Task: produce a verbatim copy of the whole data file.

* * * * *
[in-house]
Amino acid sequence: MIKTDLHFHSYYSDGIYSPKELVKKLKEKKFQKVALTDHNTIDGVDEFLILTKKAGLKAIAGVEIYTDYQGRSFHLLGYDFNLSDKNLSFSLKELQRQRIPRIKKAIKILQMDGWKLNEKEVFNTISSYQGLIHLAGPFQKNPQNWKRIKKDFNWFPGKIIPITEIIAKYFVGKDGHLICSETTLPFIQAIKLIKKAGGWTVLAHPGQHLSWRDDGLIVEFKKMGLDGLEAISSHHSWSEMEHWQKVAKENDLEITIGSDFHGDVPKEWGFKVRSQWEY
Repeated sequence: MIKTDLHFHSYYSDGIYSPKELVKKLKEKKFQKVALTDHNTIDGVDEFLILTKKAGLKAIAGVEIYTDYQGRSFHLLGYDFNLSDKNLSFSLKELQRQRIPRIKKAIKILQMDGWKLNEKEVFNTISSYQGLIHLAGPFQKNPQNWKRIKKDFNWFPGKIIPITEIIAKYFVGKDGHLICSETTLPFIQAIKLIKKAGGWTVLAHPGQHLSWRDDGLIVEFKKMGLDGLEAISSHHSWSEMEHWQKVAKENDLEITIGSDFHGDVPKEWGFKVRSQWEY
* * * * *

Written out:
[in-house]
Amino acid sequence: MIKTDLHFHSYYSDGIYSPKELVKKLKEKKFQKVALTDHNTIDGVDEFLILTKKAGLKAIAGVEIYTDYQGRSFHLLGYDFNLSDKNLSFSLKELQRQRIPRIKKAIKILQMDGWKLNEKEVFNTISSYQGLIHLAGPFQKNPQNWKRIKKDFNWFPGKIIPITEIIAKYFVGKDGHLICSETTLPFIQAIKLIKKAGGWTVLAHPGQHLSWRDDGLIVEFKKMGLDGLEAISSHHSWSEMEHWQKVAKENDLEITIGSDFHGDVPKEWGFKVRSQWEY
Repeated sequence: MIKTDLHFHSYYSDGIYSPKELVKKLKEKKFQKVALTDHNTIDGVDEFLILTKKAGLKAIAGVEIYTDYQGRSFHLLGYDFNLSDKNLSFSLKELQRQRIPRIKKAIKILQMDGWKLNEKEVFNTISSYQGLIHLAGPFQKNPQNWKRIKKDFNWFPGKIIPITEIIAKYFVGKDGHLICSETTLPFIQAIKLIKKAGGWTVLAHPGQHLSWRDDGLIVEFKKMGLDGLEAISSHHSWSEMEHWQKVAKENDLEITIGSDFHGDVPKEWGFKVRSQWEY